One thing I Know About Anatomy and Physiology Essay Sample

One thing I Know About Anatomy and Physiology Essay Sample

Cells are the structural and functional units of all living organisms. Cells performing a certain function form a tissue. Tissues form organs and organs performing a cooperative function form systems (e.g. Kidneys, ureters and urinary bladder form the urinary system).  Thus we have organizational levels.

Anatomy is the science of knowing the structure of the human body. The anatomist looks at the structure of all organs, describes how the structure suits function and how the organs of a system together perform one function. This is important in medicine practice. All the new techniques (endoscopy, CT scanning, MRI and the developing three-dimensional imaging) depend on understanding the gross (naked eye) anatomy of the body organs (Mc Cuskey and others 349). The physiologist looks at how the organ works and studies the way it performs its work. So it includes cell physiology, tissue and organ physiology as well as system physiology.

Each organization level depends on all the levels below; for example the basic contractile unit of a muscle (as the heart) is the contraction filament made of protein molecules. Contraction filaments then form a muscle cell. Muscle cells group, bound by connective tissue, to form a muscle tissue which in turn binds to other tissue (blood vessels or bones and joints) to form a system. Any disease or disorder that affects the parts of one level, affects the whole system. Additionally; all organs, together, have the function of adapting the human body to the environment (homeostatis). Homeostasis is keeping the body’s internal environment stable despite any change in the external environment. Thus a single system problem affects the whole body adapting mechanisms.

There are anatomical and physiological differences as we grow. It is of clinical importance to understand these differences to plane a safe management. Examples to this are many and vary. Blood volume is more in the neonates and decreases as we grow to adult life (86 ml-kg and 70-80 ml-kg respectively). As the kidneys are immature at birth, the infant has reduced renal (kidney) functions, in terms of glomerular filtrate and tubular functions. They reach adult values by the age of 2 years (Swamy and Mallikarjun 333-339).

The question now is how important the interdependence between structure (anatomy) and function (physiology). In other words are structure and function interdependent? A practical example is when a physician attends a patient, he listens to the complaints; analyze them in order to understand in the patient’s own words how he or she suffers adapting to the environment. Clinical examination is to note the anatomical changes in the target organ, the physician may then ask for a radiological examination (which is a way to confirm suspected anatomical changes). Instead, the physician may as ask for some lab tests (blood examination, blood chemistry, respiratory function tests…) which are methods to explore how the organs work (examination of physiology). In the same way that tools are designed to fit its functions, body organs are designed in the same way. The strong, autonomous contracting muscle of the heart enables it to pump the blood to the vascular tree of the whole body. Strong mineralized bone cortex surrounds the hollow bone marrow (the main manufacturer of blood cells) for protection as well as weight bearing. Therefore, the relationship between anatomy and physiology goes to the lowest organizational level to ensure protection, proper function and eventual homeostasis.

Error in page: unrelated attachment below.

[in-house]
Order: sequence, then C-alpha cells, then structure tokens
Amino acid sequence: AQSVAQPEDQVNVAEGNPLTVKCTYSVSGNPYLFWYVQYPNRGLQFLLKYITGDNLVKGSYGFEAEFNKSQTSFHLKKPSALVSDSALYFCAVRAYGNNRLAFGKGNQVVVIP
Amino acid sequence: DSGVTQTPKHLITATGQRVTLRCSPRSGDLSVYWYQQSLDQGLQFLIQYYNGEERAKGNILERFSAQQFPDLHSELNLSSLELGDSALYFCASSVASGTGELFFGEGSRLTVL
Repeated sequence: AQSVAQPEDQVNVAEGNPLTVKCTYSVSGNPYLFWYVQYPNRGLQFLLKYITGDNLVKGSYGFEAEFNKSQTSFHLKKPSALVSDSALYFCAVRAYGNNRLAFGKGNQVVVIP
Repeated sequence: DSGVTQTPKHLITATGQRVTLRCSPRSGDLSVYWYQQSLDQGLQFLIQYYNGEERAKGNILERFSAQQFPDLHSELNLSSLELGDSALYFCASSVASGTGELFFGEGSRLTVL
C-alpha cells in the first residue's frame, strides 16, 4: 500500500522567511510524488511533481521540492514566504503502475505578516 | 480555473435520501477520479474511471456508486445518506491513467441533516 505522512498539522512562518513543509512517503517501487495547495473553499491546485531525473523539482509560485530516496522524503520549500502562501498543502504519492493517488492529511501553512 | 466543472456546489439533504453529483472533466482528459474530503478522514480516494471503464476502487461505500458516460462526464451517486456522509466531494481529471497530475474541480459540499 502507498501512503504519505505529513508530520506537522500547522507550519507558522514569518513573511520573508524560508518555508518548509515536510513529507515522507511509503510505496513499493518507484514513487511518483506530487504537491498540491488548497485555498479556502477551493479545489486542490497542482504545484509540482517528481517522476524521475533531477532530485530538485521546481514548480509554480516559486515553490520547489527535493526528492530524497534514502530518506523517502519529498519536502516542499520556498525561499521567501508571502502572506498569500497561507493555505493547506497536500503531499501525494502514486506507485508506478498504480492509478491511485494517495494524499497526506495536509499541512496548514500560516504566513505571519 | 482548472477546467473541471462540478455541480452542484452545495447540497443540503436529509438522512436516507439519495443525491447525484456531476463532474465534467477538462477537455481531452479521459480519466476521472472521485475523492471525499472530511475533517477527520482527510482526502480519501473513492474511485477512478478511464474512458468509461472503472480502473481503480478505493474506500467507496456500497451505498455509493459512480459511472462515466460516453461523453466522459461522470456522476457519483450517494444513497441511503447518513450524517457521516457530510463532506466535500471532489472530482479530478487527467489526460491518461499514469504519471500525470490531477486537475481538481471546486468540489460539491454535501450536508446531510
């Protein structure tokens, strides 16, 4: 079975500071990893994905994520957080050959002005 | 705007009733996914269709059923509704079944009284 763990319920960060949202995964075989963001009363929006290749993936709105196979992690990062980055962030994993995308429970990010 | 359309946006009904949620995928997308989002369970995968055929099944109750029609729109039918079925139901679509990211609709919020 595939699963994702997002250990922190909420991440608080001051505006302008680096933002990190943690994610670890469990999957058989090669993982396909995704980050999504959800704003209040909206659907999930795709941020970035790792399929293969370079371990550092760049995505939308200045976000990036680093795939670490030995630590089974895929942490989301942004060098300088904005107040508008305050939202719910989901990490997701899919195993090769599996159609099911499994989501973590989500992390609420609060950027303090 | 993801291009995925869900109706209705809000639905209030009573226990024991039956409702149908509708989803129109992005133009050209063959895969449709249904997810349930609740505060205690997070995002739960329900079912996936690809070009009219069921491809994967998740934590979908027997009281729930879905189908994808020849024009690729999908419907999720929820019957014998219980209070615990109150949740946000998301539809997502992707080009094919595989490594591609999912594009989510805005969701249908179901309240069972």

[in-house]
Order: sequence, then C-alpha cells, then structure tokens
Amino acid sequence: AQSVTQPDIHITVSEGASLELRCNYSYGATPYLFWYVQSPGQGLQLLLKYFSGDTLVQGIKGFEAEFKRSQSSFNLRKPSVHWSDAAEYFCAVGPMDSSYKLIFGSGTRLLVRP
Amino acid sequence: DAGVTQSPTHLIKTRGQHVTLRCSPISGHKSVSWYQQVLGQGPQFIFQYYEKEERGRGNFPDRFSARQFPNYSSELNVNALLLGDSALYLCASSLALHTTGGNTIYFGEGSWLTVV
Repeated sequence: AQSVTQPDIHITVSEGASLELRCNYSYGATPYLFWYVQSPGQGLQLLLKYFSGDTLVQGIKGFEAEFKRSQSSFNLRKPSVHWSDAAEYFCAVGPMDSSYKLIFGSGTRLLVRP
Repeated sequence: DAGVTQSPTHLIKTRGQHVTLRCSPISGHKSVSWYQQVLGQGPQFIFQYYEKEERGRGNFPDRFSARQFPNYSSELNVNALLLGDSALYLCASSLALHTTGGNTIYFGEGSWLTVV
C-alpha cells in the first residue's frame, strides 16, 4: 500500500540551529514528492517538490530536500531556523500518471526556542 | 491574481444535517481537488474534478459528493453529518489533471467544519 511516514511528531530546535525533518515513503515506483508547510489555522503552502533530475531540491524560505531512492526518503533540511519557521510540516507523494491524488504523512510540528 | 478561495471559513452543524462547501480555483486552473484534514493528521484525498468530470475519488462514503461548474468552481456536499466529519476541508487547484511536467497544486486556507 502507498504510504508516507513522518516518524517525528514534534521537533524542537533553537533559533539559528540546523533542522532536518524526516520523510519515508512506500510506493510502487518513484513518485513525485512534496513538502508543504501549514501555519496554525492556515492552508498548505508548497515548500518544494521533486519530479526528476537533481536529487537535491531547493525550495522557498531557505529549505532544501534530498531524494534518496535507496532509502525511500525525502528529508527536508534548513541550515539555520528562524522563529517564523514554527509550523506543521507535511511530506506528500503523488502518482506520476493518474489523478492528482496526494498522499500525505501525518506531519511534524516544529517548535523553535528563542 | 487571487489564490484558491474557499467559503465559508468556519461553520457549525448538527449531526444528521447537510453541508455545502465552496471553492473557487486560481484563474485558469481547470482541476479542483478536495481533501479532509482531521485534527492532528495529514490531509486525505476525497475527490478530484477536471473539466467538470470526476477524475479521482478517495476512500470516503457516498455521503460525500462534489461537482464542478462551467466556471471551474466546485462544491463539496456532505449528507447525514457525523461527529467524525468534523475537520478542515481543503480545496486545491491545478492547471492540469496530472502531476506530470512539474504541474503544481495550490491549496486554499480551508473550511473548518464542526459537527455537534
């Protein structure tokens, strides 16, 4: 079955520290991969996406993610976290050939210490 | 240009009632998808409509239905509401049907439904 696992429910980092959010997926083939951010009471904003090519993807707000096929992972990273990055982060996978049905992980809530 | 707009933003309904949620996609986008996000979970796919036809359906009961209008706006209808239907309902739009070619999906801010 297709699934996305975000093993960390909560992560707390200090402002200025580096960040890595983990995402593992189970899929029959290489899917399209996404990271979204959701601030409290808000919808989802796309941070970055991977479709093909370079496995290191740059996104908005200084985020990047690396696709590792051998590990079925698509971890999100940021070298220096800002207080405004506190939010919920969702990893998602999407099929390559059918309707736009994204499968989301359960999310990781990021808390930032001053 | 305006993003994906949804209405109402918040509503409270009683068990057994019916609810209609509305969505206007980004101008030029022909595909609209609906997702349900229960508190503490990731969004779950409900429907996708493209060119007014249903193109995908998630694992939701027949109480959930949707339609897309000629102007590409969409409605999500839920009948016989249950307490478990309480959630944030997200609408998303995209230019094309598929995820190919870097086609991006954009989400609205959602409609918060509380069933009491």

If there is one thing I know about anatomy and physiology, it is both are essential to understand disease, diagnose it and plane the management. They are interdependent and should be understood together from the perspective of integrated and interdependent body functions on all body organization levels.

Works Cited

Robert S. Mc Cuskey, Stephen W. Carmichael and Darrel, G. Kirch. “The importance of anatomy in health professions education and the shortage of qualified educators.” Academic Medicine vol 80 2005. p. 349-352.

Chidananda, Swamy and Mallikarjun, D. “Applied aspects of anatomy and physiology of relevance to pediateric anesthesia.” Indian J. Anaethesia vol 48 2004. p. 333-339.